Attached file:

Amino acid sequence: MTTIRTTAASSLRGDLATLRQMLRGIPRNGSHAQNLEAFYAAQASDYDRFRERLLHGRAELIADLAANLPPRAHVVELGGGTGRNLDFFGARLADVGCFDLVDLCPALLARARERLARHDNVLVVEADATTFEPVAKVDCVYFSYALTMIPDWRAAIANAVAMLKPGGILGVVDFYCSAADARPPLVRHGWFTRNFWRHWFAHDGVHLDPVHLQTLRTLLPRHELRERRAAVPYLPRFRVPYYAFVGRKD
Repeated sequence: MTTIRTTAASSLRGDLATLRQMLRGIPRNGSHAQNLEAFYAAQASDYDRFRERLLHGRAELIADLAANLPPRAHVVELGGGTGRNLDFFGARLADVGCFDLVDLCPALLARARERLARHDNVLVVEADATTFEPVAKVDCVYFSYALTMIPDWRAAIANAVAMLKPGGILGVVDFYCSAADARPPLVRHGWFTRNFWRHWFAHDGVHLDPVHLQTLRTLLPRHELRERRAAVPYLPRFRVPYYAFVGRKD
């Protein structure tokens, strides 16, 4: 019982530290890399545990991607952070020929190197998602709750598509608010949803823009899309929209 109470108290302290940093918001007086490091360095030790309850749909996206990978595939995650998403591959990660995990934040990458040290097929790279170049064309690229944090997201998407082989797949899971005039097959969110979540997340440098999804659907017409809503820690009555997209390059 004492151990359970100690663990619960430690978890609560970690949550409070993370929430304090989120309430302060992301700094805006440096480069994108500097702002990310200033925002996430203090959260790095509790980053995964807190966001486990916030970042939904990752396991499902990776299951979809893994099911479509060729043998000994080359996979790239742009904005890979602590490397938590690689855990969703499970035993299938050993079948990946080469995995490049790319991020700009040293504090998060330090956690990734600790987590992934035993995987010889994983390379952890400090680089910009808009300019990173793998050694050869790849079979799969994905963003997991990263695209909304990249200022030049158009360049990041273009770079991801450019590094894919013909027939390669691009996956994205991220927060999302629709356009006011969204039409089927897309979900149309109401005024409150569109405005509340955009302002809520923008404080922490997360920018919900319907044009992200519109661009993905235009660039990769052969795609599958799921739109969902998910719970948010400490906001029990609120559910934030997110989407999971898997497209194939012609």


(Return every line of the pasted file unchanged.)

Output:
Amino acid sequence: MTTIRTTAASSLRGDLATLRQMLRGIPRNGSHAQNLEAFYAAQASDYDRFRERLLHGRAELIADLAANLPPRAHVVELGGGTGRNLDFFGARLADVGCFDLVDLCPALLARARERLARHDNVLVVEADATTFEPVAKVDCVYFSYALTMIPDWRAAIANAVAMLKPGGILGVVDFYCSAADARPPLVRHGWFTRNFWRHWFAHDGVHLDPVHLQTLRTLLPRHELRERRAAVPYLPRFRVPYYAFVGRKD
Repeated sequence: MTTIRTTAASSLRGDLATLRQMLRGIPRNGSHAQNLEAFYAAQASDYDRFRERLLHGRAELIADLAANLPPRAHVVELGGGTGRNLDFFGARLADVGCFDLVDLCPALLARARERLARHDNVLVVEADATTFEPVAKVDCVYFSYALTMIPDWRAAIANAVAMLKPGGILGVVDFYCSAADARPPLVRHGWFTRNFWRHWFAHDGVHLDPVHLQTLRTLLPRHELRERRAAVPYLPRFRVPYYAFVGRKD
């Protein structure tokens, strides 16, 4: 019982530290890399545990991607952070020929190197998602709750598509608010949803823009899309929209 109470108290302290940093918001007086490091360095030790309850749909996206990978595939995650998403591959990660995990934040990458040290097929790279170049064309690229944090997201998407082989797949899971005039097959969110979540997340440098999804659907017409809503820690009555997209390059 004492151990359970100690663990619960430690978890609560970690949550409070993370929430304090989120309430302060992301700094805006440096480069994108500097702002990310200033925002996430203090959260790095509790980053995964807190966001486990916030970042939904990752396991499902990776299951979809893994099911479509060729043998000994080359996979790239742009904005890979602590490397938590690689855990969703499970035993299938050993079948990946080469995995490049790319991020700009040293504090998060330090956690990734600790987590992934035993995987010889994983390379952890400090680089910009808009300019990173793998050694050869790849079979799969994905963003997991990263695209909304990249200022030049158009360049990041273009770079991801450019590094894919013909027939390669691009996956994205991220927060999302629709356009006011969204039409089927897309979900149309109401005024409150569109405005509340955009302002809520923008404080922490997360920018919900319907044009992200519109661009993905235009660039990769052969795609599958799921739109969902998910719970948010400490906001029990609120559910934030997110989407999971898997497209194939012609």